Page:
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  Origin of the National Anthem of PRC  

March of the Volunteers is the national anthem of the People's Republic of China, written by the noted poet and playwright Tian Han with music composed by Nie Er. The piece was first performed as part of a 1934 Shanghai play. In 2004, a provision that March of the Volunteers be the national anthem was added to the Constitution of the People's Republic of China as Article 136.

Origins as National Anthem

March of the Volunteers was written by Tian Han during the 1934 Republic of China era for a play he was writing at that time. It was told that he wrote the lyrics on a tobacco paper after being arrested in Shanghai and thrown into a Kuomintang (KMT) jail in 1935. The song, with a minor alteration, became the theme song of the 1935 patriotic film Sons and Daughters in a Time of Storm, a story about an intellectual who leaves to fight in the Second Sino-Japanese War. It was one of many songs that were promoted secretly among the population as part of the anti-Japanese resistance.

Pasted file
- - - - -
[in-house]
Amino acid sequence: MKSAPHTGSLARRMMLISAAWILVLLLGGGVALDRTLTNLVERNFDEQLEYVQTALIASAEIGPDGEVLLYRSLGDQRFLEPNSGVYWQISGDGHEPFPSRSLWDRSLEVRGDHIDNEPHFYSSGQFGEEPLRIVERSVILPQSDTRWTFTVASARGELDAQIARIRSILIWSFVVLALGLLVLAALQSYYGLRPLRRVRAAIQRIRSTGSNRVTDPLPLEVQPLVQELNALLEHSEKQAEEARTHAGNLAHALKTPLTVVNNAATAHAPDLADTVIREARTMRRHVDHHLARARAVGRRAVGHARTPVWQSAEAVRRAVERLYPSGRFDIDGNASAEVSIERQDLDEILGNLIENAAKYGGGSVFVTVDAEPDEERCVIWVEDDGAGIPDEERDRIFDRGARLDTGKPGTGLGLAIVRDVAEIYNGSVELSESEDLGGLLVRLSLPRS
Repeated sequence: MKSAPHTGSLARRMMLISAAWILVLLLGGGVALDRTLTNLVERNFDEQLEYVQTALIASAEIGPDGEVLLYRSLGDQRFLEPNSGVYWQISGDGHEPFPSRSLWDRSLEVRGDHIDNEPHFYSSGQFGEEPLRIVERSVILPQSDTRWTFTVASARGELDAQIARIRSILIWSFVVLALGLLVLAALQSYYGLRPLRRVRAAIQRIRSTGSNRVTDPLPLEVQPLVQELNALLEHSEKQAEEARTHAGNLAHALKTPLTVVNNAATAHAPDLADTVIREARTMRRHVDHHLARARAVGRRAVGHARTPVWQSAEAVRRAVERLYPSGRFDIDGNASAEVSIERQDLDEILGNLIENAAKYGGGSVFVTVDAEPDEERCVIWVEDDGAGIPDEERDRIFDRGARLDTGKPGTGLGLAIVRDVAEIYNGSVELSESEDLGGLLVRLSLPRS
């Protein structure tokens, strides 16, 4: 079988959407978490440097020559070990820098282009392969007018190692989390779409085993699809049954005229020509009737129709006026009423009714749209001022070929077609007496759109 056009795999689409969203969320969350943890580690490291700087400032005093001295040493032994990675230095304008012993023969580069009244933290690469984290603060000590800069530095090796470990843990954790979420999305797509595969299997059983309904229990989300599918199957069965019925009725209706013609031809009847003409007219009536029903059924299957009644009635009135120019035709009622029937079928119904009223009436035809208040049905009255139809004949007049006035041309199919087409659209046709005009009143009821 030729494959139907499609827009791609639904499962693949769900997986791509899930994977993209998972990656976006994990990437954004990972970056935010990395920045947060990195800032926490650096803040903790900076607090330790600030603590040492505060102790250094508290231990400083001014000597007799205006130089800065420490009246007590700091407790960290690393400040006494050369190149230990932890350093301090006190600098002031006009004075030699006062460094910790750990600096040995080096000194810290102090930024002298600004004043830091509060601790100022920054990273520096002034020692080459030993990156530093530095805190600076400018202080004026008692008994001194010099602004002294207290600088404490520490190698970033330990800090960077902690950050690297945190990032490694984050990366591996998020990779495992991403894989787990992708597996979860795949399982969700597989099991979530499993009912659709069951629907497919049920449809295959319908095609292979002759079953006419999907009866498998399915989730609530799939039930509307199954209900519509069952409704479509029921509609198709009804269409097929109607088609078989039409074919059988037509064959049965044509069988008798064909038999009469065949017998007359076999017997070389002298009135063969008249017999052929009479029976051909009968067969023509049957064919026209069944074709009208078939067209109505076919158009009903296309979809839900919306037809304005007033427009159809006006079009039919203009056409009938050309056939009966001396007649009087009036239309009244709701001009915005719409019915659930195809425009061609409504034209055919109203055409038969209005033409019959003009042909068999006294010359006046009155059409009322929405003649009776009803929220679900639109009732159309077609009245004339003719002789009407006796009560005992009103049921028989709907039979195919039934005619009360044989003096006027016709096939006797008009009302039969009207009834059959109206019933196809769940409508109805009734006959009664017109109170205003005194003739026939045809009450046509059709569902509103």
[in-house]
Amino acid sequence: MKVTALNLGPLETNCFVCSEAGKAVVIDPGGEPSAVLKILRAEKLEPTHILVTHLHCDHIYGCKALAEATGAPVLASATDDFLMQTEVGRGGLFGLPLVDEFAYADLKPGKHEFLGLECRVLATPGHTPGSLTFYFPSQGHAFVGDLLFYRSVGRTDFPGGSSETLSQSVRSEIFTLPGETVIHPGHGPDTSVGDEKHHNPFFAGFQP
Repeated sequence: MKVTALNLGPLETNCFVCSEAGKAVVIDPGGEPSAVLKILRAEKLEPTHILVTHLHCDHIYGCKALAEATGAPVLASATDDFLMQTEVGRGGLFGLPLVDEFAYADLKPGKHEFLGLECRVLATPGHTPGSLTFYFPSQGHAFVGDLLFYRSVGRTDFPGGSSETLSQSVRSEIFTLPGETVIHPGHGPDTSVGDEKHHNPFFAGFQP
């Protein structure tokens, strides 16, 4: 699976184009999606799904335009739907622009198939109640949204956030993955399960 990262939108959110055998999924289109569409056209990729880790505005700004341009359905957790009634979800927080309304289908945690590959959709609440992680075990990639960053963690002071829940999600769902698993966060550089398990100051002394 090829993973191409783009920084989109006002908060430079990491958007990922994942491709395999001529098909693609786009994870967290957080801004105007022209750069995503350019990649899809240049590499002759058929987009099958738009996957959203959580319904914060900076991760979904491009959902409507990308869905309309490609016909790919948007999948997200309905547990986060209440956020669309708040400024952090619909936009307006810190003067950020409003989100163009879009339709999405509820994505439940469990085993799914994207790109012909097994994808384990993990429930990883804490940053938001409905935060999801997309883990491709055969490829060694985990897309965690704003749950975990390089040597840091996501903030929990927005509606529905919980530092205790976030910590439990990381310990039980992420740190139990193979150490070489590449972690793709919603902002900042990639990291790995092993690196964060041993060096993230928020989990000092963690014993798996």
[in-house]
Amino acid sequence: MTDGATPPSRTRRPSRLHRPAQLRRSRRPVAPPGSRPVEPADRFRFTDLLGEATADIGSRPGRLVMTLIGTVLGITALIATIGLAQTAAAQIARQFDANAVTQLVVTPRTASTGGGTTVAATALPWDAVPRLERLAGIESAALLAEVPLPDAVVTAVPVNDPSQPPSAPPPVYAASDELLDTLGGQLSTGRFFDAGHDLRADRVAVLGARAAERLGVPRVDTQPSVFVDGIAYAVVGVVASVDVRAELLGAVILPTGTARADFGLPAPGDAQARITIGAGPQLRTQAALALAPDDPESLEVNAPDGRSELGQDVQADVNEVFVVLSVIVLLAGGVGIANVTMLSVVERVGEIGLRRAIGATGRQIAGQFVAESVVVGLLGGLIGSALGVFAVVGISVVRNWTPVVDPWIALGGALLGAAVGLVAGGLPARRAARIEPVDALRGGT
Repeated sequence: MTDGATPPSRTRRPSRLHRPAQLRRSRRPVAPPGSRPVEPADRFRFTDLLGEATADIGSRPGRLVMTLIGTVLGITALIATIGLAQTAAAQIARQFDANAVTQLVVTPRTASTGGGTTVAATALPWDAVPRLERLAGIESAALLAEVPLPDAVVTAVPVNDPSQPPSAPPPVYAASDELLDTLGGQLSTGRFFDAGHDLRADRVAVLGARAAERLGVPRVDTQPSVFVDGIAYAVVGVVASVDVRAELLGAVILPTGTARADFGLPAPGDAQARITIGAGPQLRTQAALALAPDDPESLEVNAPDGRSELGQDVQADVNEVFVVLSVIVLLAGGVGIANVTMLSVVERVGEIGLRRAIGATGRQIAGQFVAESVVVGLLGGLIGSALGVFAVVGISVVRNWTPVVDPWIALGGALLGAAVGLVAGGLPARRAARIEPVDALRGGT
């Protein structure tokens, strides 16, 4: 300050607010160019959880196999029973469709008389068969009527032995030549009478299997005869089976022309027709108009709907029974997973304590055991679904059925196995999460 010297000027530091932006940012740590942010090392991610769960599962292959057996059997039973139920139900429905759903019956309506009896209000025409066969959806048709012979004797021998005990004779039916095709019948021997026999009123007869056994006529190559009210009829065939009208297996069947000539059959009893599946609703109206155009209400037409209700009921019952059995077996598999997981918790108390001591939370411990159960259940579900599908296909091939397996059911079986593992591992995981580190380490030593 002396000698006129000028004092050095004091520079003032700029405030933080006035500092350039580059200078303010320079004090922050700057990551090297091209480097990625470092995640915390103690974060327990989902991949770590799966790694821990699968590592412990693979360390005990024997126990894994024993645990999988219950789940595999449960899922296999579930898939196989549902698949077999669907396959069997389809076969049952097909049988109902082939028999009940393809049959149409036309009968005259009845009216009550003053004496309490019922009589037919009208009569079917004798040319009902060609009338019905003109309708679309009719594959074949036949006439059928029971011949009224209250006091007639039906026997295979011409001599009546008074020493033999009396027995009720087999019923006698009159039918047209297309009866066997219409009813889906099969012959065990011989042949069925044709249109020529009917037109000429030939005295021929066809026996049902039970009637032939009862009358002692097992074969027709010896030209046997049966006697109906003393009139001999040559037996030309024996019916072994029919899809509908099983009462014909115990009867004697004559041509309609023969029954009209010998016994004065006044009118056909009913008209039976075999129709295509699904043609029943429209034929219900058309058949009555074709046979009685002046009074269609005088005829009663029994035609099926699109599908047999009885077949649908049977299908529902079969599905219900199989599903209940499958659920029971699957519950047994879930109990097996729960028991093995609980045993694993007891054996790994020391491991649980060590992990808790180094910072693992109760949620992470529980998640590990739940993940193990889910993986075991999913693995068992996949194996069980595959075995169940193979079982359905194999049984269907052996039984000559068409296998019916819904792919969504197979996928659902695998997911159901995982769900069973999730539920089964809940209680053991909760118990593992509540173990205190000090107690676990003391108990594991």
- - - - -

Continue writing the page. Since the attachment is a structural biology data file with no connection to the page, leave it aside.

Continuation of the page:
In June of 1949, a committee was set up by the Communist Party of China to decide on an official national anthem for the soon-to-be declared People's Republic of China. By the end of August, the committee had received 6,926 submissions. March of the Volunteers was suggested by painter Xu Beihong and almost unanimously supported by the members of the committee. On September 27th, 1949, the song became the provisional national anthem, just days before the founding of the People's Republic of China.

The National People's Congress made the song the official PRC anthem in a 2004 amendment of the Constitution of the People's Republic of China.

Introduction of Songwriters:

Nie Er (February 14, 1912 — July 17, 1935) was a Chinese composer, known for composing the national anthem of the People's Republic of China, March of the Volunteers. In numerous Shanghai magazines he went by the English name "George Njal".

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